The final homebuyer-tax-credit-dependent metric, the National Association of Realtors Pending Home Sales Index (PHSI) for April, showed that the extended tax credit worked nearly as well as the first in boosting sales.
The PHSI, based on sales contracts signed in April and released Wednesday morning, was up 6% to a reading of 110.9, it highest reading since last October's 112.4, which was driven by the expiration of the previous homebuyer tax credit program. The index was 22.9% higher than April, 2009 and followed gains of 7.1% and 8.3% in March and February, respectively. March was revised upward to 104.6 from 102.9. The gain beat analyst expectations of a rise of 5%.
"There were concerns that only a small pool of buyers were left to take advantage of the tax credit extension, but evidently the tax stimulus, combined with improved consumer confidence and low mortgage interest rates, are contributing to surging sales," said Lawrence Yun, NAR chief economist."The housing market has to get back on its own feet and now appears to be in a good position to return to sustainable levels even without government stimulus, provided the economy continues to add jobs."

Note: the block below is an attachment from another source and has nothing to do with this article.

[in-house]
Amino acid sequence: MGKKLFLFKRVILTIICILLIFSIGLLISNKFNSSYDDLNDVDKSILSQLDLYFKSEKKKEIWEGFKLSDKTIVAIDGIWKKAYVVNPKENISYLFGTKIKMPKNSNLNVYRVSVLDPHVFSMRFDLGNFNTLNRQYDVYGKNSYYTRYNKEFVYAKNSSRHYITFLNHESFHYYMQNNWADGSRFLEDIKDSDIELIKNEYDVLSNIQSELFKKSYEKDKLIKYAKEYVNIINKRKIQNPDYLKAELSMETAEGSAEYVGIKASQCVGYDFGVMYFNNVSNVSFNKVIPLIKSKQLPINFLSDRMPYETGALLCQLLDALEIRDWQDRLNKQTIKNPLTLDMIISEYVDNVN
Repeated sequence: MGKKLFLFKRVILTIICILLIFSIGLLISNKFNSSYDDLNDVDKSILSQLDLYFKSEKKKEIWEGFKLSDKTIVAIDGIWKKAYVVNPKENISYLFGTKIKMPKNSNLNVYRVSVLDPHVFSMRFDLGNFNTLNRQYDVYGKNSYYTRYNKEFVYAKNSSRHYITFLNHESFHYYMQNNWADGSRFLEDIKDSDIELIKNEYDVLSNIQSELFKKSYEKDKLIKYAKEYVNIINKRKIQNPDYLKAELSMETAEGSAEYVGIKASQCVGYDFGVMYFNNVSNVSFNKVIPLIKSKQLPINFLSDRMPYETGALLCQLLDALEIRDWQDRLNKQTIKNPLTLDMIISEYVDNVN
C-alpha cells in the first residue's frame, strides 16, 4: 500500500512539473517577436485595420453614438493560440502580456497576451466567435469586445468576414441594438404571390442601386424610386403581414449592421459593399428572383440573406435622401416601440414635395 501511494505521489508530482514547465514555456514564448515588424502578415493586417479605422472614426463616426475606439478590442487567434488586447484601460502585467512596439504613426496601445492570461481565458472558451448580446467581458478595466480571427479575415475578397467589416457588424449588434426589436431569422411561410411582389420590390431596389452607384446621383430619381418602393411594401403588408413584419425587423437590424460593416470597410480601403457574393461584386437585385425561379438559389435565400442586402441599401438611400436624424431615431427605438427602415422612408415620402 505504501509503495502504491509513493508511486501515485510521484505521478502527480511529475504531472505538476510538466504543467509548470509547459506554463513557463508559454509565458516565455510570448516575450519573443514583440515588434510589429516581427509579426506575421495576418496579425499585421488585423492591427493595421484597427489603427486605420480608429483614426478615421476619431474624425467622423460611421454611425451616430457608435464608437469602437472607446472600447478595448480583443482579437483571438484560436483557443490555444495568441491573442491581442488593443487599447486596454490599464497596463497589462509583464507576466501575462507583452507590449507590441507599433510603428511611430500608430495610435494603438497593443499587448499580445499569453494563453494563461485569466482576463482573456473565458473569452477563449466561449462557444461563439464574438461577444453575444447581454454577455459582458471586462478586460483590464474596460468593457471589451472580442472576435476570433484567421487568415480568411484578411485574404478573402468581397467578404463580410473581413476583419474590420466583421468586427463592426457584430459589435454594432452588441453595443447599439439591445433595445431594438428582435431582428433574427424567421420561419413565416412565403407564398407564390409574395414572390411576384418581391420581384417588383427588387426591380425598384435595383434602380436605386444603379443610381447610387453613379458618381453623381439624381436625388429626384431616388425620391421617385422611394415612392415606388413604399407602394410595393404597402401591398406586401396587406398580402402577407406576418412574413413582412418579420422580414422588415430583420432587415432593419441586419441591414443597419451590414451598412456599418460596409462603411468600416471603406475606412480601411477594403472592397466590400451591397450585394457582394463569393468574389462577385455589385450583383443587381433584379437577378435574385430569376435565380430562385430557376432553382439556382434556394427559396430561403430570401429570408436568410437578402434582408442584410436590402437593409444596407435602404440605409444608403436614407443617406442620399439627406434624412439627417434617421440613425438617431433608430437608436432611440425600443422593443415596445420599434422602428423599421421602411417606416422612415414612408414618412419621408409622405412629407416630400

On that count, NAR said expects a net of 1 million additional jobs in the second half of this year and about 2 million in 2011.
Regionally, the Northeast led the gains. The PHSI in the Northeast jumped 29.5% to 97.9 in April, 24.5 percent above a year ago. The Midwest index rose 4.1% to 104.2, 17.9% above April 2009.The PHSI in the South slipped 0.6% to 123.9 but remained 31.3% higher than a year before. The West was up 7.5% to 107.9, 12% higher than April 2009.
"The home buyer tax credit brought close to 1 million additional buyers into the market, which is now helping the trade-up market and has significantly improved the inventory situation," said Yun. "This stabilized home prices more quickly and has preserved about $900 billion in home equity; in turn, that is keeping additional households from going underwater and risking foreclosure."
Still, the Realtors are looking to Congress to allow some wiggle room in the mandate that sales must close by the end of June in order to qualify for the credit. "A big concern surfacing recently is insufficient time to close the deal at the settlement table," Yun explained. "The recent housing cycle has brought long delays related to the short sales approval process by banks, and from ongoing appraisal issues. There could be a sizable number of homebuyers who responded to tax credit incentives, but may encounter problems meeting the settlement deadline by June 30."